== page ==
Learn how to breakdance and shop for slacks in Samoa, all while chomping chicken in your mama's kitchen watching Free Willy on the wayside. The Internet is more than a capability — it's lifestyle.
It's taking night classes in Taiwan while buying socks in Tibet.
A technological oxymoron, the Internet is global. It's universal.
You can close the gaps between destination and departure; let your fingers do the walking in the most literal sense. Through e-mail, instant messaging and chat, long-distance carriers are holding their breath and turning green with envy. But worry is stirring in other circles who wonder if non-verbal communication is becoming the numb lock of a nation.
Growing up, I didn't have the convenience of confidence. I had a TV and root beer upbringing.
The other kids would spend their summer down the block downing and end zoning while I ruffled through I Love Lucy and a lifetime of network syndications. I thought I was happy with my own company.
Then one day, the family ditched the old dot matrix printer and I was suddenly knee-deep in streaming Internet, connecting me to the rest of the world in a most unusual way.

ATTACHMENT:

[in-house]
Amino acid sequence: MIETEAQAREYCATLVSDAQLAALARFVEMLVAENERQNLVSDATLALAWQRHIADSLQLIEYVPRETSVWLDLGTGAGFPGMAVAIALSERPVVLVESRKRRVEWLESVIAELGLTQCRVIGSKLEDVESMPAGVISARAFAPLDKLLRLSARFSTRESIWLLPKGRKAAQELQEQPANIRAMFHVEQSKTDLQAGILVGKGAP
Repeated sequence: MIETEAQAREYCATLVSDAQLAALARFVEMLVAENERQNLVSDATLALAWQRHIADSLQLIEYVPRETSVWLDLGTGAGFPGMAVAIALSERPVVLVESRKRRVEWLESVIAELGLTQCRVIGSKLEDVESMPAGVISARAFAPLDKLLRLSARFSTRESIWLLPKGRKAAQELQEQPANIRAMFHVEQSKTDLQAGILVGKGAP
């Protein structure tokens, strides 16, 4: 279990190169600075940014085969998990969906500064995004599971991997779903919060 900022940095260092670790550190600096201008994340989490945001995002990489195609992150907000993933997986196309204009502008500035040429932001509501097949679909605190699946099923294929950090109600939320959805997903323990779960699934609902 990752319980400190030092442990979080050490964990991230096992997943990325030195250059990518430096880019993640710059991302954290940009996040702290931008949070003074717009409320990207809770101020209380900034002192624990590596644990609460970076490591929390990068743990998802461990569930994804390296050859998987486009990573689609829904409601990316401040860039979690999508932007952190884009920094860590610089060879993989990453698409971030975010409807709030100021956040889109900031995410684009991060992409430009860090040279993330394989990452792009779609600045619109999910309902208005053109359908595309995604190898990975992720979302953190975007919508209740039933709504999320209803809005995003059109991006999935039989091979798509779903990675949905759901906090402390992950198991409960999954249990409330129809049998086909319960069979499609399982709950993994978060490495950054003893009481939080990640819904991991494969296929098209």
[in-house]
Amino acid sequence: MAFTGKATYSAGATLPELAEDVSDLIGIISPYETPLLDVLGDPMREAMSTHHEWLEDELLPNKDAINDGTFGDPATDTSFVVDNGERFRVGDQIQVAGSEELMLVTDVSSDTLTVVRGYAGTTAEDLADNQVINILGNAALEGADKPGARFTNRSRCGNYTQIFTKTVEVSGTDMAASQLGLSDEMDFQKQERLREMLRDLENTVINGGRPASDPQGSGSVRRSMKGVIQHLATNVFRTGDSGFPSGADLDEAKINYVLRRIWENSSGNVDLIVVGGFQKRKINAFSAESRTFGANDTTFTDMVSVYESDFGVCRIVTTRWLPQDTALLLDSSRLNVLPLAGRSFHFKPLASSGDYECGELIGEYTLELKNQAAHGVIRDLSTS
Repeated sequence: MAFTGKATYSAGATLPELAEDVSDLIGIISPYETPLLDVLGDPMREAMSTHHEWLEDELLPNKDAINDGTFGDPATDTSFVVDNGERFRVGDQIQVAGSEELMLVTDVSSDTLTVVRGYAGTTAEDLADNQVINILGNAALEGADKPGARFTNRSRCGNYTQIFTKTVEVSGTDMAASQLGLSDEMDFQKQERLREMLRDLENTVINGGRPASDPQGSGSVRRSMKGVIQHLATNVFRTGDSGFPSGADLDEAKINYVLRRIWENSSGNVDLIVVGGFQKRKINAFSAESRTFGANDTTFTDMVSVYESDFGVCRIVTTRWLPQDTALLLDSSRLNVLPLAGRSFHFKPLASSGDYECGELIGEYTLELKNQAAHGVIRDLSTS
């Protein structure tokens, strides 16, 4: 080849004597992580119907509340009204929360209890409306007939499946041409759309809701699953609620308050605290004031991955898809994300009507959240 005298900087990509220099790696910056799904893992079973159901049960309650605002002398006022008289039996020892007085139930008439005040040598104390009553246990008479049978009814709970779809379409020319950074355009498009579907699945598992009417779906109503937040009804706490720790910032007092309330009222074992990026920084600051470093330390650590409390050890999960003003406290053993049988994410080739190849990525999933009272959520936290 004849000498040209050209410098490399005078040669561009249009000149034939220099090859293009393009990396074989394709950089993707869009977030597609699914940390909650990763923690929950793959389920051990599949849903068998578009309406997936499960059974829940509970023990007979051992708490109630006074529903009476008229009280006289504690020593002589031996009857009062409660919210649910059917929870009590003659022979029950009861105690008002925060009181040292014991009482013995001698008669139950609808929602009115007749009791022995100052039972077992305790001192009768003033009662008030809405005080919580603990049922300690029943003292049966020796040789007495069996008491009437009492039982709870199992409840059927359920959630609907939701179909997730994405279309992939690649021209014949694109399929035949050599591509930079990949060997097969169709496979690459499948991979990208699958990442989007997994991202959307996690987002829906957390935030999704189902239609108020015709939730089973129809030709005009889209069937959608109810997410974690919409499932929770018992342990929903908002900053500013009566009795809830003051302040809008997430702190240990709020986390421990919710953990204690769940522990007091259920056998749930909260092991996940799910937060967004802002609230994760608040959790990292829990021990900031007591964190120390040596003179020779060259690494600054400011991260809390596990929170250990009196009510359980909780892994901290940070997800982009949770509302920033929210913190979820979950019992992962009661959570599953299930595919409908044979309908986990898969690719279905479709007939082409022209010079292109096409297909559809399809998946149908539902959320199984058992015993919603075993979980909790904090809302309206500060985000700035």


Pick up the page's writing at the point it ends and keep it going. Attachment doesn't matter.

I started connecting to people through instant messenger and even joined a pen pal site to which I am still a member. I traded staying up 'til 2 a.m. watching the TV Guide channel, for browsing and mingling the worldwide from the comfort of my fingertips.
I learned how to live through words. I learned to understand the ins and outs of conversation with people — what you can and can't say, what will make you laugh and what will make you uncomfortable. I learned the dynamics of discussion without leaving my chair.
There's a fear that we are becoming a closeted culture. That the world is coming so close we can't see it for what it is — real.
I know that without the Internet I might still be in my basement waiting for the world to come out and play.
ADAM BASS, 19, is a student at Northern Kentucky University.